|Evolutionary origin||3.5 billion years ago||1.2 billion years ago, evolved from prokaryotes|
|Cell division||Mostly binary fission, no spindle||Mitosis, meiosis, or both; spindle formed|
|Genetic material||DNA is circular and lies free in the cytoplasm (no true nucleus) DNA is naked (not associated with proteins or RNA to form chromosomes)||DNA is linear and contained in a nucleus. DNA is associated with proteins and RNA to form chromosomes.|
|Protein synthesis||70S ribosomes (smaller) No endoplasmic reticulum present (many other details of protein synthesis differ, including susceptibility to antibiotics, e.g prokaryotes inhibited by streptomycin)||80S ribosomes (larger) Ribosomes may be attached to endoplasmic reticulum|
|Organelles||Few organelles None are surrounded by an envelope (two membranes) Internal membrane scarce; if present usually associated with respiration of photosynthesis.||Many organelles Envelope-bound organelles present e.g nucleus, mitochondria, chloroplasts. Great diversity of organelles bounded by single membranes e.g Golgi apparatus, lysosomes, vacuoles, microbodies, endoplasmic reticulum.|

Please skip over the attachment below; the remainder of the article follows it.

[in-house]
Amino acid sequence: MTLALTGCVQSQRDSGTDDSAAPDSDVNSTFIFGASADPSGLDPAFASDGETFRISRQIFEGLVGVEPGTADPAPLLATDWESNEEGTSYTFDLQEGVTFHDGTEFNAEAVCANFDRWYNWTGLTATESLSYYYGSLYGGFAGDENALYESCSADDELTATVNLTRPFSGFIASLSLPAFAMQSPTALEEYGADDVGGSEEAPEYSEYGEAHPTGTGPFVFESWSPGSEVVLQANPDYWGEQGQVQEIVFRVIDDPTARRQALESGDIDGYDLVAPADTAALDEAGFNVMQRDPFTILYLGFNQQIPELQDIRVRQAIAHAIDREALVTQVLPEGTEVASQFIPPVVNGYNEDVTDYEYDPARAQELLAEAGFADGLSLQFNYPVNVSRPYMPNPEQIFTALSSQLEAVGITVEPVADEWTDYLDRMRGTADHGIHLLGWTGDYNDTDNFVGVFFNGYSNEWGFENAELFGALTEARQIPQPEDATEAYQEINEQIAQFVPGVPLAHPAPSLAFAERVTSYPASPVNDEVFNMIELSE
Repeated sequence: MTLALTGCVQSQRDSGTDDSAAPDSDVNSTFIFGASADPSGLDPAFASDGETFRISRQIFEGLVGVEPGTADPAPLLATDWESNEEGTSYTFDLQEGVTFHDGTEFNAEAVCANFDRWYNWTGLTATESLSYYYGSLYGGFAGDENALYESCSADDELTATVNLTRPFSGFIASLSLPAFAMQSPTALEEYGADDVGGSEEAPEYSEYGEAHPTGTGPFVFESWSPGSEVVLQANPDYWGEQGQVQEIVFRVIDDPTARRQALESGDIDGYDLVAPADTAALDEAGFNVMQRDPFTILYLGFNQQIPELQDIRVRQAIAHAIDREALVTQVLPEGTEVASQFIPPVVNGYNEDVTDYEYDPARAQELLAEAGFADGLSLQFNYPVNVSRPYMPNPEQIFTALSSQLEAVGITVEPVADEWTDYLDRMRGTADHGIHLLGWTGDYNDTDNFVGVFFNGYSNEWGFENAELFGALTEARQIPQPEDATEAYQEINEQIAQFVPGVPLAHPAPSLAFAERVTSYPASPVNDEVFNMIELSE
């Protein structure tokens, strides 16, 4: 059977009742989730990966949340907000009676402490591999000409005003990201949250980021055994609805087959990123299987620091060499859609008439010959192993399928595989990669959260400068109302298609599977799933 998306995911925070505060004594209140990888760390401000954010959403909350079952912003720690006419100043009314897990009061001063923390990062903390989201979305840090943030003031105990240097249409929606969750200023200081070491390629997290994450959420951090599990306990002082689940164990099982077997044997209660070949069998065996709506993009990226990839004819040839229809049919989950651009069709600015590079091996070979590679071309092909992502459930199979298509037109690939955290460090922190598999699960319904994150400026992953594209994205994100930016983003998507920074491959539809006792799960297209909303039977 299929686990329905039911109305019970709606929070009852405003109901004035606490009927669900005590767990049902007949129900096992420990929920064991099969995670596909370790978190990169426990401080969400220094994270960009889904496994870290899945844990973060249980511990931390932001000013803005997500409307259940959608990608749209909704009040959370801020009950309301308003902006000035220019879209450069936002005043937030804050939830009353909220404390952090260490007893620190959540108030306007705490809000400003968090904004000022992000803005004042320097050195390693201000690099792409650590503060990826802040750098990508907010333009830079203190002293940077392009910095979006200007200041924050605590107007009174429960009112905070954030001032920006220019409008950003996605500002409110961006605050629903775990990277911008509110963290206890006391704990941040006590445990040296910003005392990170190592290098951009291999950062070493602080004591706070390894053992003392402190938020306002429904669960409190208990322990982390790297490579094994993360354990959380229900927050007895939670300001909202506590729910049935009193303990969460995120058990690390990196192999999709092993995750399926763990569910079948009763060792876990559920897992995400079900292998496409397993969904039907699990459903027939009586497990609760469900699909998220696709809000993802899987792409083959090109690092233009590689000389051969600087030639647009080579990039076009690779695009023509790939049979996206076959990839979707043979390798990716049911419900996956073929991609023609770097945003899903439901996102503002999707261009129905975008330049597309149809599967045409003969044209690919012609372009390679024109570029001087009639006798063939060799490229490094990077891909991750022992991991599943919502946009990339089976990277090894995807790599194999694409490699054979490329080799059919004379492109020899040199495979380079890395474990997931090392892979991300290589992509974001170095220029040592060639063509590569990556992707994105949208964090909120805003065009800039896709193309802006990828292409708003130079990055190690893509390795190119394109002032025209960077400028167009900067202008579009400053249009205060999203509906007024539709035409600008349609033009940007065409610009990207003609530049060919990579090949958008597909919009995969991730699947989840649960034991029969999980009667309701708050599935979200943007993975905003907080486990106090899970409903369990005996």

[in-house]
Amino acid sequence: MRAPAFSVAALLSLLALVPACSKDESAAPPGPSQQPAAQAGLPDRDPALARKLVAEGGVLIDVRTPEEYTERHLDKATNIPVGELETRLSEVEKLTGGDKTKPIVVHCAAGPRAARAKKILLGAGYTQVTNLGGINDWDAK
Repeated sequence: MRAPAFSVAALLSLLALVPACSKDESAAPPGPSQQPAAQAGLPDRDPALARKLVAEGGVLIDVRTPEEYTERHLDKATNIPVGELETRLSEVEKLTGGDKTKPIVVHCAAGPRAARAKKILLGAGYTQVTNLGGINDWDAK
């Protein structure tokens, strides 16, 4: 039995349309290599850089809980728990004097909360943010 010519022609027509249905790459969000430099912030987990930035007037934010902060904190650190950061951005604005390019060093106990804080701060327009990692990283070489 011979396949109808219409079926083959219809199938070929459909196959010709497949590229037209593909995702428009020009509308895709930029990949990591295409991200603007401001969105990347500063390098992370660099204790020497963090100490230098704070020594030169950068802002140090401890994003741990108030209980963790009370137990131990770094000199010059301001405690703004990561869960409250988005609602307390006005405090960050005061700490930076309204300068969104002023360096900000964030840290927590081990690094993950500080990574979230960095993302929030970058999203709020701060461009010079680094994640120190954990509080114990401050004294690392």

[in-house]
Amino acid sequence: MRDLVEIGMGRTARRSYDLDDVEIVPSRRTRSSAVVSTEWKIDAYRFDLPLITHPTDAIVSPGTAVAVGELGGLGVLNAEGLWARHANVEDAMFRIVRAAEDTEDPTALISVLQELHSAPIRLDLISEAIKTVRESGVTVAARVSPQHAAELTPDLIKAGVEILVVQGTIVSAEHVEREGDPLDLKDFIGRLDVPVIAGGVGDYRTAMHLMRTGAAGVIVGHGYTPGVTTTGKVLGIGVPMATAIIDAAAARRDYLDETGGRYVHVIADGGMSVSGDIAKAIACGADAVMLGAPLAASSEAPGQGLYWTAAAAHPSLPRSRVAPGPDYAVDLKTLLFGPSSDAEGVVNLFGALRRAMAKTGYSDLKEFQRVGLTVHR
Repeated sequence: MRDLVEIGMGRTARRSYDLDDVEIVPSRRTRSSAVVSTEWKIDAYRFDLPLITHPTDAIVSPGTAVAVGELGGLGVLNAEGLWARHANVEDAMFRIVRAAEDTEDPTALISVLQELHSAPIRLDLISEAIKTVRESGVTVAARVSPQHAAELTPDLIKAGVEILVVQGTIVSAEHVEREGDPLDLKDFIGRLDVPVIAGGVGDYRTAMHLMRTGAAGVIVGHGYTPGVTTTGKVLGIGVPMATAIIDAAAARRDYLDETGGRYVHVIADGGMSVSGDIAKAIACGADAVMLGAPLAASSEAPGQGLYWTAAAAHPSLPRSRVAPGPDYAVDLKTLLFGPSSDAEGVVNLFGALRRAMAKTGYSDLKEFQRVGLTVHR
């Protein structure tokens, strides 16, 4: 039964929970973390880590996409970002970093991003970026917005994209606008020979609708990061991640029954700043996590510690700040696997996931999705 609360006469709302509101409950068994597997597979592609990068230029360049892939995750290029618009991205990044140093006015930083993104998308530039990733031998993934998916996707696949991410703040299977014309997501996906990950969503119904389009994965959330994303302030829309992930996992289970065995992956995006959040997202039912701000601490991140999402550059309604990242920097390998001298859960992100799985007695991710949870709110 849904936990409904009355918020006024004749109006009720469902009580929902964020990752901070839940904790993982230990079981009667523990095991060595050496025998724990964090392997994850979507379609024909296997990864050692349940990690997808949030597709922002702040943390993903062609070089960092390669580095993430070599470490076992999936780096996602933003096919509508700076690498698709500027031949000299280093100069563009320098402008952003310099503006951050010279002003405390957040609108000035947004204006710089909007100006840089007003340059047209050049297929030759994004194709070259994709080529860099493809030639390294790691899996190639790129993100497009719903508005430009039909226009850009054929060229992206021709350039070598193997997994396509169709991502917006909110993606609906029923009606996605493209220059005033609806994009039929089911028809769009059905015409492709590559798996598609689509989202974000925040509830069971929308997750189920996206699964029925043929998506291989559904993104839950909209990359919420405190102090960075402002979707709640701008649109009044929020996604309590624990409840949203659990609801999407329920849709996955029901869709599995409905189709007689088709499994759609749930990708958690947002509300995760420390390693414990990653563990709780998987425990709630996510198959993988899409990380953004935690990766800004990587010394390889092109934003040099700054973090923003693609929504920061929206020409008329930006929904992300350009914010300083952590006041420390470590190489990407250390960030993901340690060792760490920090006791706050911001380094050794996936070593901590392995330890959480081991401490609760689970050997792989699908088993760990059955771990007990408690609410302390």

|Cell walls||Rigid and contain polysaccharides with amino acids; murein is main strengthening compound.||Cell walls of green plants and fungi rigid and contain polysaccharides; cellulose is main strengthening compound of plant walls, chitin of fungal walls (non in animal cells).|
|Flagella||Simple, lacking microtubules; extracellular (not enclosed by cell surface membrane) 20nm diameter||Complex with ‘9+2’ arrangement of microtubules; intracellular (surrounded by cell surface membrane) 200nm diameter|
|Respiration||Mesosomes in bacteria, except cytoplasmic membranes in blue-green bacteria||Mitochondria for aerobic respiration|
|Photosynthesis||No chloroplasts; takes place on membrane which show no stacking||Chloroplasts containing membranes which are usually stacked into lamellae or grana|
|Nitrogen fixation||Some have the ability||None have the ability.|
SOURCE: Biological science 1 & 2
With this, I think we have discussed successfully the classification of living organism. Do ensure to search for answers with our search box should you have any question regarding any of the kingdoms. +��-